Christopher Skinner, founder of beauty creative agency School House, outlines the behavioural and emotional mindsets that will define the sector as it emerges from the events of 2020. 

We've seen countless articles hypothesizing the future of retail over recent years, each coining a new set of buzzwords upon which the future store was to be built: omnichannel, experiential, shareable and so on. As the end of Q1 2020 approached, however, it became clear that retail was headed for a true renaissance. 

Living in New York at the height of the pandemic, the ever-important resurfacing of the Black Lives Matter movement, its initial riots and the 2020 election, I would often stay indoors throughout the day, only venturing out for groceries and essentials. My one moment of respite would be a daily, late-night jog through the Village. In the spring, it felt like being on a movie set: empty streets, empty stores, boarded bars and more. I could feel the city crying as we lost, and continue to lose, the local haunts and shopfronts that have created the fabric of our communities and streets for so long.

School House joined forces with skincare brand La Mer for its Edge of the Sea campaign in Shanghai, creating an experiential, multisensory consumer journey.

As the world felt its axis shift, so too did retail. With growing e-commerce and social opportunities, brick-and-mortar was beginning to feel more like a warehouse that could facilitate quicker product fulfilment. At best, it looked like a showroom in which nothing but your final purchase could be touched. As we continued to lose our communal fabric and human-to-human connection, retail destinations felt as if they were being reimagined to keep consumers estranged from one another. As the founder of an agency focused on beauty, one of the most community-centric and experientially reliant industries, I couldn't help thinking about what was to come for our brand destinations.

The first standalone boutique of cosmetics brand Eve Lom, in Hong Kong's luxury shopping centre Harbour City.

I have always believed a brand's draw is connected to why the brand does what it does, not purely what. From that, a distinct point-of-view outwardly projects – a view reflecting the spirit of the time and the way consumers are living in that moment. Our current situation, framed by the pandemic, the Black Lives Matter movement, social division, civil unrest and a decline of trust in our public institutions, has naturally created high levels of anxiety and distrust amongst consumers. Understanding how consumer mindsets are reacting to this age of uncertainty is vital for beauty brands as they seek to redefine their why. We’ve spent that last few months tracking and distilling these changes:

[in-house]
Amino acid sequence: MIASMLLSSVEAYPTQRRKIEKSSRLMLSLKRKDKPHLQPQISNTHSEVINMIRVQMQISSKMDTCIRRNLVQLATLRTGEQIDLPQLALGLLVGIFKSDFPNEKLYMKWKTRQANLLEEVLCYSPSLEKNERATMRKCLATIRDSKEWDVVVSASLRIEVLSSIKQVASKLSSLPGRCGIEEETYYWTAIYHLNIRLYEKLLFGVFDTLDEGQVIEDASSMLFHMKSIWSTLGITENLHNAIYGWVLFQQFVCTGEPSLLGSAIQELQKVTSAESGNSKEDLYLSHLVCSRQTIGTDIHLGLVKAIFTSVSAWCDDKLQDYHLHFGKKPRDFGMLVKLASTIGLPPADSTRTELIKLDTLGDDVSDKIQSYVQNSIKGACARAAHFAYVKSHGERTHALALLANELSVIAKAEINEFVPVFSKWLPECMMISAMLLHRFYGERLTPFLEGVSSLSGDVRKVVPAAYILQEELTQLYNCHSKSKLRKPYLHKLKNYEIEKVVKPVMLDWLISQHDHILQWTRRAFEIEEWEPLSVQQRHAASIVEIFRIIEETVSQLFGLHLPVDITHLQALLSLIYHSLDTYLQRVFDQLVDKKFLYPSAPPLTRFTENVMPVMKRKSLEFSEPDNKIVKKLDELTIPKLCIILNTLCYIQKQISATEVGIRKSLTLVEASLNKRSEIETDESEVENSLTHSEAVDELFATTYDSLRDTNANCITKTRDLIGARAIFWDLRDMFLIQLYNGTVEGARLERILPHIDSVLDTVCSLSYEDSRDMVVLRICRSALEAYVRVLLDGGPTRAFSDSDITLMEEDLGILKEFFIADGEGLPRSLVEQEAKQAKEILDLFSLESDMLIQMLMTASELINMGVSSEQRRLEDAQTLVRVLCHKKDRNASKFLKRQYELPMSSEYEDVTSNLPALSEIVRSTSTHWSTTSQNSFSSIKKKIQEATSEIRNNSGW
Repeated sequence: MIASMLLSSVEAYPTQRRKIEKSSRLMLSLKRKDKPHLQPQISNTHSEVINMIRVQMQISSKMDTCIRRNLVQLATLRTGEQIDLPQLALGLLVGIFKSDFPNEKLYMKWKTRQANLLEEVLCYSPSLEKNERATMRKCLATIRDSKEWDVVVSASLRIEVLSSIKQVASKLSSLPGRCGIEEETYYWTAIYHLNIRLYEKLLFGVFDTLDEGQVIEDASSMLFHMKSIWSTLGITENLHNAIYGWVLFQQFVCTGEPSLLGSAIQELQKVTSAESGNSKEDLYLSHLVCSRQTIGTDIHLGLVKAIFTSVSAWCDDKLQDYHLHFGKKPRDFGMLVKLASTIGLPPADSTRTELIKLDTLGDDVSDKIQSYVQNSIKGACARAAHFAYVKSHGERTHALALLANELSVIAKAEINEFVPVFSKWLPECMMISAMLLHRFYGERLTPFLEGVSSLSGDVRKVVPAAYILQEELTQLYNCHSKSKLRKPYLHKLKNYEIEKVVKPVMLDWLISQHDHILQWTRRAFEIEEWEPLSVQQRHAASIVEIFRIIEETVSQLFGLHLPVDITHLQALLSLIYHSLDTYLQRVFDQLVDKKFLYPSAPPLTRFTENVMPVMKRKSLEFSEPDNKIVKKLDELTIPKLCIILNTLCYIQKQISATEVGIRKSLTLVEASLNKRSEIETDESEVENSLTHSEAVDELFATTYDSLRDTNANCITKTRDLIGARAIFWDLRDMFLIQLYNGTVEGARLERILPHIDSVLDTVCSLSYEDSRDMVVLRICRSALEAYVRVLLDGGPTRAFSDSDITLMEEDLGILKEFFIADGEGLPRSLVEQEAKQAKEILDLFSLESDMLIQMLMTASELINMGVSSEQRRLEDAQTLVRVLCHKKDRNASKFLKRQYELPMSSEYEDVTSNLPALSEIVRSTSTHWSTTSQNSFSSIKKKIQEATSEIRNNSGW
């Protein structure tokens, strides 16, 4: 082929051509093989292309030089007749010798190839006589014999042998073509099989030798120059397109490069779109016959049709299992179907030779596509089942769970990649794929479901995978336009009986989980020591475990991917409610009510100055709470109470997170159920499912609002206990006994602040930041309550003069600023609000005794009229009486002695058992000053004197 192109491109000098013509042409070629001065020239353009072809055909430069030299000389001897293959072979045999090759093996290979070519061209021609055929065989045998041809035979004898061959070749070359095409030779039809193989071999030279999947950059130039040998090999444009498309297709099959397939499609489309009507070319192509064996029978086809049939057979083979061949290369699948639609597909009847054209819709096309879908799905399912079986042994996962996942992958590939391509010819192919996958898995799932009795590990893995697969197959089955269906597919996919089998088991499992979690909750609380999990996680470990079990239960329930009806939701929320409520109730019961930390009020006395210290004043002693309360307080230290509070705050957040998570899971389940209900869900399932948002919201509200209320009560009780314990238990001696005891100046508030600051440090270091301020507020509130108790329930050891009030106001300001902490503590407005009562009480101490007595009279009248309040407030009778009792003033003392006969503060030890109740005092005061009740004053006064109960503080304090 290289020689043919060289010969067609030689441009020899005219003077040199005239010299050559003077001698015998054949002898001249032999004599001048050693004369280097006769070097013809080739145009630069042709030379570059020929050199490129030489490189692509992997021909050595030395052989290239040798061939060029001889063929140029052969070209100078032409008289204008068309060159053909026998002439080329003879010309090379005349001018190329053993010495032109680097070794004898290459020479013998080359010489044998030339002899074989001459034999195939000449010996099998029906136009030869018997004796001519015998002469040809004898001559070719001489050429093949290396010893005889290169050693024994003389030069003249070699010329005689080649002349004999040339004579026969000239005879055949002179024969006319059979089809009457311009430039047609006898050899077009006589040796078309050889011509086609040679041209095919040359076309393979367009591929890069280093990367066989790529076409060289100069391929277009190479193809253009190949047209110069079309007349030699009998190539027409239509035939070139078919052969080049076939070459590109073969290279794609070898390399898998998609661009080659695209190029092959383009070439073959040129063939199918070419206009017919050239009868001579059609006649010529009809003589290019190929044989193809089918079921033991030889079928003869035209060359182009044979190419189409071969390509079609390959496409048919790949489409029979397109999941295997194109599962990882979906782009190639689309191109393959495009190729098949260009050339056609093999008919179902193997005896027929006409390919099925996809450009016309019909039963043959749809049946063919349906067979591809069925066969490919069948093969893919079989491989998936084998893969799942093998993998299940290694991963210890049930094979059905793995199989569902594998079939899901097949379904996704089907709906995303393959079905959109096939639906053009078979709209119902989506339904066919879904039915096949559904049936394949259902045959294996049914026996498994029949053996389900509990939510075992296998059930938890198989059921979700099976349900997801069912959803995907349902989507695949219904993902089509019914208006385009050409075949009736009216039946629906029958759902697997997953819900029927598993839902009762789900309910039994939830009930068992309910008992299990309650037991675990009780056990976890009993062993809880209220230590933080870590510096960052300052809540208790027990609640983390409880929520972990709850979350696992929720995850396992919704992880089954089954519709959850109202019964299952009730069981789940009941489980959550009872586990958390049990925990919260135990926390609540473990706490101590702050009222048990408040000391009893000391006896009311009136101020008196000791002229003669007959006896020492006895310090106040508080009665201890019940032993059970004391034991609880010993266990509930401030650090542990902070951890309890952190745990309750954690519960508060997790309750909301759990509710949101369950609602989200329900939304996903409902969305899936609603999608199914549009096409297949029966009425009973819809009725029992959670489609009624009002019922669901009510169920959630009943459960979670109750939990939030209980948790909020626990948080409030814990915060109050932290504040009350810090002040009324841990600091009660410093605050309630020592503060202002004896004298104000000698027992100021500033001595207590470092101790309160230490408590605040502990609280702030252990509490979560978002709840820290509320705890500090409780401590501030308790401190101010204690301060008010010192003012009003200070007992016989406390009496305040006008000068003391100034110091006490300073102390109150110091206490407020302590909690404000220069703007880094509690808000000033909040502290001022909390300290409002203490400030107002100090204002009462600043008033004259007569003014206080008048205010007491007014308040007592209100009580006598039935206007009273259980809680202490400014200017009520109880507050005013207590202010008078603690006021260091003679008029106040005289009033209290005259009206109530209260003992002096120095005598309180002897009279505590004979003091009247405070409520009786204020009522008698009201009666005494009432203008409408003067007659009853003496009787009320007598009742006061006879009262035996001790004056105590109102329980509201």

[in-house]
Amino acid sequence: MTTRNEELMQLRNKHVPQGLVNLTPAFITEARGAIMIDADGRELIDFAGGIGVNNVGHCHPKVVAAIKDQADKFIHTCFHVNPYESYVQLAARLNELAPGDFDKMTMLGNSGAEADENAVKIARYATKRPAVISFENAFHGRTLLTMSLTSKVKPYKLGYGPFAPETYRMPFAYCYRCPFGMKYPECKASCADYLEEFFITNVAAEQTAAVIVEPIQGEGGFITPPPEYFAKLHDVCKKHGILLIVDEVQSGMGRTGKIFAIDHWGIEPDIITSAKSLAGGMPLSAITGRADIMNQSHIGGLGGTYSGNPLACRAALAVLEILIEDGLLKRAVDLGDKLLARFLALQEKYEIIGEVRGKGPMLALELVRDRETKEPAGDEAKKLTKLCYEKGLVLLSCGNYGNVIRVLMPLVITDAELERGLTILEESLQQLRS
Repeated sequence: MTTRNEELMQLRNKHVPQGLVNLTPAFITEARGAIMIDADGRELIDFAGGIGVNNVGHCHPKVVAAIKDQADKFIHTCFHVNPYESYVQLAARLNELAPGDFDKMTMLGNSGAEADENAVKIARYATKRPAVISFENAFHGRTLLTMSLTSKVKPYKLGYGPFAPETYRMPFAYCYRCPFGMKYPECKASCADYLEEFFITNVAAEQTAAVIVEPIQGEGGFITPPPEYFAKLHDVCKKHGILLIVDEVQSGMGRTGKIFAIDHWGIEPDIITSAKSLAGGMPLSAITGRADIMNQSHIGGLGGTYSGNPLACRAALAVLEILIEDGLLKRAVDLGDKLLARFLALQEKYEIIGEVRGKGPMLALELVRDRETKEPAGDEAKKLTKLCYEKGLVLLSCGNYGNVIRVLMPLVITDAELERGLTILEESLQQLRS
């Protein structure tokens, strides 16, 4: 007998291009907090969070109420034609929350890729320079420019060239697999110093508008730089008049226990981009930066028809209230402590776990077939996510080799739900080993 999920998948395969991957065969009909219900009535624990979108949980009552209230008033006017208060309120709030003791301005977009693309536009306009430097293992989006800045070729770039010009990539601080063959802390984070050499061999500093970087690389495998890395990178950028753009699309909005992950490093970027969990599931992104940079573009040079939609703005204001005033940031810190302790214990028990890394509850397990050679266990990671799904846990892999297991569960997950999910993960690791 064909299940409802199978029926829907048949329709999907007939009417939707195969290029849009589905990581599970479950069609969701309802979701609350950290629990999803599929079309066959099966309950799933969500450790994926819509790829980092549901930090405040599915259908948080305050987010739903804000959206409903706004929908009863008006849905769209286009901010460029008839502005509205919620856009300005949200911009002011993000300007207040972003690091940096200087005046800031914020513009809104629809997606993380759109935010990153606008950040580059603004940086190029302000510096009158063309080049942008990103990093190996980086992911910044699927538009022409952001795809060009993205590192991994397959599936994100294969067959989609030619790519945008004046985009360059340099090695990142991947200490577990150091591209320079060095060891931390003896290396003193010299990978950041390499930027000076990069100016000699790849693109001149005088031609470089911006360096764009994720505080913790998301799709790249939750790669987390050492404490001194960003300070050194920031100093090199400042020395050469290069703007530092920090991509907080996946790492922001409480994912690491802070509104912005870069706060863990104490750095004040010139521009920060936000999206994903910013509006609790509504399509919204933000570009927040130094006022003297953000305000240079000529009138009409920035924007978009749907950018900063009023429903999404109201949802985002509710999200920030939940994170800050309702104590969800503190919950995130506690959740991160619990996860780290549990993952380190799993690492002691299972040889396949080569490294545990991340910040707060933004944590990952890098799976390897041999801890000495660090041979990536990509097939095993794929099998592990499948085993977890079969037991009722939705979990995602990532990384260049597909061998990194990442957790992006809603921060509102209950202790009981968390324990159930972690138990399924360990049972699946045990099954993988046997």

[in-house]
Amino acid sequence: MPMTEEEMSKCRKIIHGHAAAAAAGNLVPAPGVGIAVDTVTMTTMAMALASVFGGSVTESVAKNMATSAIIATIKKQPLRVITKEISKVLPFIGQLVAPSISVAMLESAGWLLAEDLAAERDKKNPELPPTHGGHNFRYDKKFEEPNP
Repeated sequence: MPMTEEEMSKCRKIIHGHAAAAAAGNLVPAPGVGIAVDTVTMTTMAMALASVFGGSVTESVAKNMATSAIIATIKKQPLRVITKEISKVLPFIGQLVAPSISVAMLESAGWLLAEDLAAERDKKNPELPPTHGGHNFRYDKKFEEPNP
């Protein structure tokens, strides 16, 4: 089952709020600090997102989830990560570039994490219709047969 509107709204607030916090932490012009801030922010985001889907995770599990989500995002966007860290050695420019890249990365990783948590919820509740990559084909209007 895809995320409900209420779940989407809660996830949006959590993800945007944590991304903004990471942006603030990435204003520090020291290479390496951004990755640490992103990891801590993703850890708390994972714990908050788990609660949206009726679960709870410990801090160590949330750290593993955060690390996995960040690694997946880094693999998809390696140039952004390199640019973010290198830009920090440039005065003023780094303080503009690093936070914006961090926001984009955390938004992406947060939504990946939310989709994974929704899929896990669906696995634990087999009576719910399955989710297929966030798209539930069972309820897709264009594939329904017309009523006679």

2020 American Beauty Consumer Emotional Mindset

– uncertainty

– vulnerability

– value in individuality

– image-conscious 

– lack of comfort

– anticipation and fatigue 

– shifts in behaviours and attitudes 

– impatience and apprehension 

2020 American Beauty Consumer Behavioural Mindset

– reflection 

– social divide 

– the pursuit of liberation and freedom 

– resource-agnostic 

– broken systems 

– limited information 

– financial distress 

– over-saturation

In turn, these mindset maps can help us reorient as a sector. What’s clear to us is that beauty retail must now go beyond current short-term strategies based around physical safety. It’s time for us to start engineering positive pathways for consumers by offering them a vision embedded with hope and advocacy for change.

Positive Emotional Pathways for the 2020 American Beauty Consumer

– confidence and healing

– value in relationships and the collective

– community-conscious 

– luxury in wellness

– re-engagement and stimulation 

– creating unique and relevant values 

– convenience 

Positive Behavioural Pathways for the 2020 American Beauty Consumer

– social action and justice

– the pursuit of security and equality

– resource-conscious

– agility and adaptation

– return to expertise

– quality and value

– community-centric

The creative agency was tasked with designing L'Occitane's Melbourne flagship in 2018.

The team at School House has extrapolated the above positive shifts into four future beauty retail archetypes that we believe outline where the sector should be headed in 2021. Over the course of two articles we’ll introduce you to retail concepts that address four thematic pillars: Collective Community, Escape, Flex and Service Hub. 

Each archetype meets what we believe to be the baseline requirements of digitally native and hygiene-centric retail design; more importantly, these four archetypes will ground design in consumer behaviour. Through this approach, beauty retail can evolve from offering destinations that consumers use because they merely reflect what they want, to a resource that they choose because it helps them get to where they want to go.

To learn more about School House and how they’re transforming the future of beauty retail, sign up for our #FrameLive interview with founder Christopher Skinner here.